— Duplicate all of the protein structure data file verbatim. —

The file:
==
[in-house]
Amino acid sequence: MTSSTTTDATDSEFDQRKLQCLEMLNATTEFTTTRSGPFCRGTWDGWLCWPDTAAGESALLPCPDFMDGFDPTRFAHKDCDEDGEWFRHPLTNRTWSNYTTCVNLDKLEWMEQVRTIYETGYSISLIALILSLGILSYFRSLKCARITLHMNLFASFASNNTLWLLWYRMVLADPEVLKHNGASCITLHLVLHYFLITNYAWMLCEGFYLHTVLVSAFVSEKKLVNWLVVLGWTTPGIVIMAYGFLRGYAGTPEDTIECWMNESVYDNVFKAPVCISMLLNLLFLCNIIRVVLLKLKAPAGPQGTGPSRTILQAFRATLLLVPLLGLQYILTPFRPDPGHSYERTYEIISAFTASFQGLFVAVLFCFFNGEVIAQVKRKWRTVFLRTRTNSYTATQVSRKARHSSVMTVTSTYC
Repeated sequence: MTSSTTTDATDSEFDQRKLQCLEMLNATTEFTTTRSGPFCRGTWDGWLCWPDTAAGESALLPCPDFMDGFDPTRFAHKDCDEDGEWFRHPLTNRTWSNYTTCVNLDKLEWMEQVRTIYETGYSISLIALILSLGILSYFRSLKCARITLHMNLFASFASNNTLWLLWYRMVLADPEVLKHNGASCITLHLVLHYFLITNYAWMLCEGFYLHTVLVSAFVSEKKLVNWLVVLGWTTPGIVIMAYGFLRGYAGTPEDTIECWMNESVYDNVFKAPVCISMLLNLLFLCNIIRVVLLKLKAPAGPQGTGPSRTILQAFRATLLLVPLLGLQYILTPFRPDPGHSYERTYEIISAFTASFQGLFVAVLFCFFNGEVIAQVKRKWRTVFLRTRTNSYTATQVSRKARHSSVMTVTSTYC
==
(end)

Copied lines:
[in-house]
Amino acid sequence: MTSSTTTDATDSEFDQRKLQCLEMLNATTEFTTTRSGPFCRGTWDGWLCWPDTAAGESALLPCPDFMDGFDPTRFAHKDCDEDGEWFRHPLTNRTWSNYTTCVNLDKLEWMEQVRTIYETGYSISLIALILSLGILSYFRSLKCARITLHMNLFASFASNNTLWLLWYRMVLADPEVLKHNGASCITLHLVLHYFLITNYAWMLCEGFYLHTVLVSAFVSEKKLVNWLVVLGWTTPGIVIMAYGFLRGYAGTPEDTIECWMNESVYDNVFKAPVCISMLLNLLFLCNIIRVVLLKLKAPAGPQGTGPSRTILQAFRATLLLVPLLGLQYILTPFRPDPGHSYERTYEIISAFTASFQGLFVAVLFCFFNGEVIAQVKRKWRTVFLRTRTNSYTATQVSRKARHSSVMTVTSTYC
Repeated sequence: MTSSTTTDATDSEFDQRKLQCLEMLNATTEFTTTRSGPFCRGTWDGWLCWPDTAAGESALLPCPDFMDGFDPTRFAHKDCDEDGEWFRHPLTNRTWSNYTTCVNLDKLEWMEQVRTIYETGYSISLIALILSLGILSYFRSLKCARITLHMNLFASFASNNTLWLLWYRMVLADPEVLKHNGASCITLHLVLHYFLITNYAWMLCEGFYLHTVLVSAFVSEKKLVNWLVVLGWTTPGIVIMAYGFLRGYAGTPEDTIECWMNESVYDNVFKAPVCISMLLNLLFLCNIIRVVLLKLKAPAGPQGTGPSRTILQAFRATLLLVPLLGLQYILTPFRPDPGHSYERTYEIISAFTASFQGLFVAVLFCFFNGEVIAQVKRKWRTVFLRTRTNSYTATQVSRKARHSSVMTVTSTYC